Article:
Side point, Vanguard's soon-to-be-ex-partner Transamerica gave noticeably better rates than immediateannuities.com was quoting, draw your own conclusions why. No inflation adjustment available. The inflation-adjusted products were, for me, not clearly better as I considered how my cash flow will play out very long term and the role of the annuity in that. For me annuities are NOT simple financial decisions, they are integrated into lifestyle and cognitive health expectations.

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laidback_and_relaxed
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Re: With Rates Falling Should U Buy Annuity?

Post by laidback_and_relaxed » Mon Aug 12, 2019 8:34 am

I'm seriously looking at an Fixed Annuity for a maturing bond in my bond ladder later this year, instead of rolling it over into another bond. High credit 5 year through 8 year bonds are yielding 2.5% to 3.0% at best, less for AA and AAA credit quality. Bond funds aren't yielding much more and I expect their yield will decrease in the coming years. The Fixed Annuities aren't FDIC insured, but are insured up to limits by the State where the insurance company resides. The yield for a 5 year Fixed Annuity is closer to 4% right now.

Doing so is a little problematic; lot's of paper work, expected delays in wire transfers and redemption, non-qualified versus in qualified taxed deferred, but may be worth it.

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willthrill81
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Re: With Rates Falling Should U Buy Annuity?

Post by willthrill81 » Mon Aug 12, 2019 9:16 am

Geezer-Rich wrote:
Sun Aug 11, 2019 4:02 pm
Well, I wouldn't buy an annuity whatever the rates are unless there were certain giuarantees. Once you buy it, you haver absolutely no control over your money. If married, I would want a joint life annuity with 100% to the survivor with increasing yearly payments based on ther rate of inflation. IF you can find an annuity like that, thern grab it. Otherwise, you are rolling the dice. What if you invest in an annuity and three years later you die. There goes the $$$.
Only one company currently offers a SPIA that is linked to CPI, although many offer SPIAs with fixed COLAs (e.g. 3%, 4%).

What if you live off your own portfolio and die with a huge pile of money? It did you no good.

What if you buy an annuity at age 70 and live to 100? You would 'win' big time. That's the calculated risk of buying a lifetime annuity.
“It's a dangerous business, Frodo, going out your door. You step onto the road, and if you don't keep your feet, there's no knowing where you might be swept off to.” J.R.R. Tolkien,The Lord of the Rings

johnz1001
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Re: With Rates Falling Should U Buy Annuity?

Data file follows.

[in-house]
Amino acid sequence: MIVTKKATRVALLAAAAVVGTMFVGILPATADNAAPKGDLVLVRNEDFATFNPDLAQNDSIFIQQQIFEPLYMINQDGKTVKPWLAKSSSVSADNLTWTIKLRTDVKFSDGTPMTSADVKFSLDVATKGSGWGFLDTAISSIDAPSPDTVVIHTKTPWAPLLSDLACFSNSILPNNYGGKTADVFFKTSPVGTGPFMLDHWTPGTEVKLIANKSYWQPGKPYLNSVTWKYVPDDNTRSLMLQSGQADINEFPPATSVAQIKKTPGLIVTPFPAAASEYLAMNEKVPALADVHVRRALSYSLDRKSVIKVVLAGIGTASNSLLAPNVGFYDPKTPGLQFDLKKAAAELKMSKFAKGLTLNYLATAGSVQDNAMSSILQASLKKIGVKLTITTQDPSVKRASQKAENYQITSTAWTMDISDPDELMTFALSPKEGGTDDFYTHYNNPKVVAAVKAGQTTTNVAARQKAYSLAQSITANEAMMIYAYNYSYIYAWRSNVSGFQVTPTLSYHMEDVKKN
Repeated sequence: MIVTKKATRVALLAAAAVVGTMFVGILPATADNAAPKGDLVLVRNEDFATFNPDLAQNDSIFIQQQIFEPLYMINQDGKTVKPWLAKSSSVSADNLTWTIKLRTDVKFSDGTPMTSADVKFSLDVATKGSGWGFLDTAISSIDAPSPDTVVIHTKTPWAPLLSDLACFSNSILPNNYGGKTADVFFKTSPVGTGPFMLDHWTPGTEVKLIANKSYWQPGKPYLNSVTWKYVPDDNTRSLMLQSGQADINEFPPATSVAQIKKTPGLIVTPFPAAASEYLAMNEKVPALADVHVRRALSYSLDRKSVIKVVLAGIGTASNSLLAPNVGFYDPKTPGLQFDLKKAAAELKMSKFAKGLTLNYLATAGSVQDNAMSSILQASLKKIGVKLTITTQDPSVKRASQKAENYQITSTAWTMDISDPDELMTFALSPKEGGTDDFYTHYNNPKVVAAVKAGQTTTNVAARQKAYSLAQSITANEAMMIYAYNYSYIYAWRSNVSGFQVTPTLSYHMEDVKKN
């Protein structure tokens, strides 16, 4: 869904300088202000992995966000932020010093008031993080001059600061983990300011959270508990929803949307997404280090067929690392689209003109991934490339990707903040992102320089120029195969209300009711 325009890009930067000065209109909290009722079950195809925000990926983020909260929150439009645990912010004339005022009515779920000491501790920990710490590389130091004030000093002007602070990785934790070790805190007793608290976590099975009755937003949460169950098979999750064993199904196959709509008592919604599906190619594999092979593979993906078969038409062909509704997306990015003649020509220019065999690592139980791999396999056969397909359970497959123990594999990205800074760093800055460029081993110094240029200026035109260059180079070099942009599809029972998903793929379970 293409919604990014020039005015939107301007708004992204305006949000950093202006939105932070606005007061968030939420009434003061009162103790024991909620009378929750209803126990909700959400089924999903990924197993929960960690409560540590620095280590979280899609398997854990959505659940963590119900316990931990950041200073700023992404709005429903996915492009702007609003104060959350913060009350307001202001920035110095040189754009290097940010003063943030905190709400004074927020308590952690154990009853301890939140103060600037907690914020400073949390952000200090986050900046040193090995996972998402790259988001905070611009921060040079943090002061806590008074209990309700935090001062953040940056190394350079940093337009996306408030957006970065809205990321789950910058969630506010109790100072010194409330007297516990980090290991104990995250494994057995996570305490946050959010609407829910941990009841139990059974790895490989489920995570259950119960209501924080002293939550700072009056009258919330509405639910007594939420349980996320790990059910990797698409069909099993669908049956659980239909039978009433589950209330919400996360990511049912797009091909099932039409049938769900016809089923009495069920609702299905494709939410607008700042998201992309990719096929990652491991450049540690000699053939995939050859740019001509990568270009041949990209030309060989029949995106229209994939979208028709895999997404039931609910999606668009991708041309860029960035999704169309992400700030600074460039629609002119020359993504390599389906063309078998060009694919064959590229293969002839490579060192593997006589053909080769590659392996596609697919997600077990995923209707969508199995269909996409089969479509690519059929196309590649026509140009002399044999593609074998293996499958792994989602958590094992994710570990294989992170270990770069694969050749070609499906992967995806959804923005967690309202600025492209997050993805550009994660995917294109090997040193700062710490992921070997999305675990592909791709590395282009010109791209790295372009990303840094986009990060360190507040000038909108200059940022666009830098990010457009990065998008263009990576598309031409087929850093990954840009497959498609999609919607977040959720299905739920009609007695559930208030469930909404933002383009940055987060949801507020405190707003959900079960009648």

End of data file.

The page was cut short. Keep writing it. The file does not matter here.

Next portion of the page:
Post by johnz1001 » Mon Aug 12, 2019 11:47 am

Rob5TCP wrote:
Sun Aug 11, 2019 3:07 pm
One of my clients asked me this a month or two ago.
We did some searching:
Most of your annuity payback comes from your investment. (anywhere from 40-65%)
Second payback is from mortality credits. (10-60%)
Third most important is interest rates. (2-15%)
This will vary depending on the age of person buying the annuity.
If you were 80; interest rates would pretty much be irrelevant --- unless they were super sky high.
If your 40 interest rates would go a great deal in determine your payout rate (since mortality
credit would be very minimal).
One example I could find for a 68 year old male
59% of payout was from return of principal
36% was from mortality credits
5% was from interest rate
Very useful post for thinking about annuities. Thank you for sharing your expertise.

wolf359
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Re: With Rates Falling Should U Buy Annuity?

Post by wolf359 » Mon Aug 12, 2019 12:43 pm

Geezer-Rich wrote:
Sun Aug 11, 2019 4:02 pm
Well, I wouldn't buy an annuity whatever the rates are unless there were certain giuarantees. Once you buy it, you haver absolutely no control over your money. If married, I would want a joint life annuity with 100% to the survivor with increasing yearly payments based on ther rate of inflation. IF you can find an annuity like that, thern grab it. Otherwise, you are rolling the dice. What if you invest in an annuity and three years later you die. There goes the $$$.
An annuity is the mirror image of a life insurance policy. But it's still insurance.

A life insurance policy is bought to provide resources if one should die before the policy expires.

An annuity is a policy bought to provide resources if one should live.

You should only buy one if you're seeking lifelong income.

Insurance feels like a bet with the insurance company. But it really isn't. The insurance company is going to win, because they're basing their returns on the law of large numbers. They will price things in a way that after selling many policies, they will be profitable.

The reason individuals buy insurance is to protect them against the risk that they are insuring against. In the case of the annuity, it's the risk that they outlive their money.

There is a right way and a wrong way to use this tool. And many Bogleheads are biased against them because the financial industry has horribly oversold and mis-represented bad versions of this product. However, there are also examples in the community of when this tool has been used appropriately, and it has made lives better.

The annuity product worth looking at is a SPIA. But just like everybody doesn't need life insurance, everybody doesn't need a SPIA. But that's not the same as saying that NOBODY should buy an annuity.

I think current annuity products which have inflation protection built in are overpriced. As a result, the best deals are not inflation protected. You have to structure your plan to get your inflation adjustments elsewhere (such as through Social Security, real estate, inflation-protected treasury instruments, and/or an equities-heavy investment account).

I'd consider using annuities to replace a portion of your bond asset allocation. If you don't need one now, I'd wait. If you do need one, then interest rate considerations aren't as important.

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willthrill81
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Re: With Rates Falling Should U Buy Annuity?

Post by willthrill81 » Mon Aug 12, 2019 4:04 pm